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    Poverty in Britain

    Indycube Founder on UK Poverty Rate: 'We Have a System that Just Doesn’t Work'

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    The number of British children living in poverty rose last year as the poorest families saw their incomes hit by welfare cuts as government tries to balance the public finances. Figures suggest that the official poverty rate rose from 22.1% to 23.2%. Sputnik spoke to Mark Hooper, Political Commentator and Founder of Indycube, about this.

    Sputnik: The Resolution Foundation has calculated that the official poverty rate rose from 22.1 per cent to 23.2 per cent, the biggest single year jump since 1988, with benefit cuts and inflation hitting hard. How significant is this?

    Mark: I think often figures like this miss the real issue, which is what happens to people who are at the bottom of the pile, who are already on the lowest incomes and are feeling the impact of this the hardest. This isn’t a surprise to anyone who’s been suffering because they’ve been like this in some of our communities for a long long time. This is no surprise but I think it’s an issue that’s getting worse, we’re seeing it in a lot of the communities we work with in Indycube, and a lot of the self-employed people who themselves are coming across the same issue on a daily basis. So that’s the one thing, but I think the reality is that this is an everyday reality of increasing poverty right across our communities in the UK.

    Sputnik: What are the causes for this social deprivation and the jump in the rate of poverty across the UK?

    Mark: I think we have a system that just doesn’t work and it stopped working a long time ago for most people in the country. When we have politicians talking about how the economy has grown by ‘X’ percent over a year, what that misses is the differences, the start differences, of one community and another. When one community grows it doesn’t mean that some of the communities in post-industrial areas have grown too, they could have well shrunk in that time. There are a lot of things amiss, but you’re right, these are real people who are struggling with things and we could look at this as some of the reasons why we’re in the position that we are, with regards to Brexit; we’ve had a situation where people are starting to say ‘this is no longer an acceptable situation’. The danger is we blame one party or another for the plight we’re in, whereas what we’re not doing is considering the full economic system that we’re working within, and for me that where the problem lies – we’ve got a situation where ‘Big Business’ rules and small communities often lose out.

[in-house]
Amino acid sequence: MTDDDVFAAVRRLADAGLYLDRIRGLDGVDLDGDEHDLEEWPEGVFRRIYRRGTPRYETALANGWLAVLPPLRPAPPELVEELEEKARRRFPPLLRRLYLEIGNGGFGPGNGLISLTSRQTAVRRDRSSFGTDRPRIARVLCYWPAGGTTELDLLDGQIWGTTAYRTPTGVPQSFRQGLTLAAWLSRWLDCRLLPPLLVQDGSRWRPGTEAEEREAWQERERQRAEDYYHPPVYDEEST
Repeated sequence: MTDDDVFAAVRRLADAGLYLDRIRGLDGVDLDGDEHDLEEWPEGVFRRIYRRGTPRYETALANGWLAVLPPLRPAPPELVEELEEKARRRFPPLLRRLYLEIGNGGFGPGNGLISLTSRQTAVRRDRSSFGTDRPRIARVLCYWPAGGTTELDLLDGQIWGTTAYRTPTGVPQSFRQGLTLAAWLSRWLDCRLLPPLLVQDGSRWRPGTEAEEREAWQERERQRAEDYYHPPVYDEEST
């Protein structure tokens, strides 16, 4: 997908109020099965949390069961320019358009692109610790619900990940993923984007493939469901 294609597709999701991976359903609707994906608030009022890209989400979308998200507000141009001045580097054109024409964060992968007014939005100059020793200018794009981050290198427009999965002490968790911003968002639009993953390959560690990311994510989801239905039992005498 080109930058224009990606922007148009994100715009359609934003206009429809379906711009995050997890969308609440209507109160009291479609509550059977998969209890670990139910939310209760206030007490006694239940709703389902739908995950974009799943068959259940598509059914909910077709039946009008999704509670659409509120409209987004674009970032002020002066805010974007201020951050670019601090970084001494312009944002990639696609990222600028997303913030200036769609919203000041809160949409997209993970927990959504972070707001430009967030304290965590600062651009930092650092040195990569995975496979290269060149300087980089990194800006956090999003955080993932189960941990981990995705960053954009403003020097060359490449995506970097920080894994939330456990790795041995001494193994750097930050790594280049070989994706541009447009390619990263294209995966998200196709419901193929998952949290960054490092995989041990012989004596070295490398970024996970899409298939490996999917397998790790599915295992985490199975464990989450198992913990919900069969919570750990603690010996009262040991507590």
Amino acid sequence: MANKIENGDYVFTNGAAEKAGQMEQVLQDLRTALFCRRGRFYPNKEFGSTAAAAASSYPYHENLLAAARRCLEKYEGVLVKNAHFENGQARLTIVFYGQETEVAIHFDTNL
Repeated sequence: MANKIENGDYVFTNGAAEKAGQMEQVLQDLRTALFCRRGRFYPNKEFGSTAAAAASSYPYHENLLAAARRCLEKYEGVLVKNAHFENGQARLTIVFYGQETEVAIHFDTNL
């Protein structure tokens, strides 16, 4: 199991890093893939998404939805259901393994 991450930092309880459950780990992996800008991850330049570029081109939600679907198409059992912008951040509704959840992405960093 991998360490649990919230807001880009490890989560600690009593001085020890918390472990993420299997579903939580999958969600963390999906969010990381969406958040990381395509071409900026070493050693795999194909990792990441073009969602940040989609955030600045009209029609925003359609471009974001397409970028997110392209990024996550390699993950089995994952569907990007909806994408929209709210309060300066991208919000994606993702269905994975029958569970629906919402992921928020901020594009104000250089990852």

Sputnik: What do individuals need to actually stop poverty rising at the current rate and actually ‘curb’ back on the actions that are happening up and down in our communities across the UK?

    Mark: Poverty is a lack of money at the end of the day. I’m a believer in and think that we’re going to have to move into towards a universal basic income system, where we actually have sufficient money for people to have a life that is sufficient. We’ve got to move beyond the answer that is trolled out, over and over again, is that the answer to poverty is jobs. In Wales where we’re based, we have the highest growth people in relative poverty, there have been no families where two or more aren’t working. Evidently, jobs aren’t the way out of poverty, that’s gone and it’s been gone for long time.

    The views expressed in this article are those of the speaker, and do not necessarily reflect those of Sputnik.

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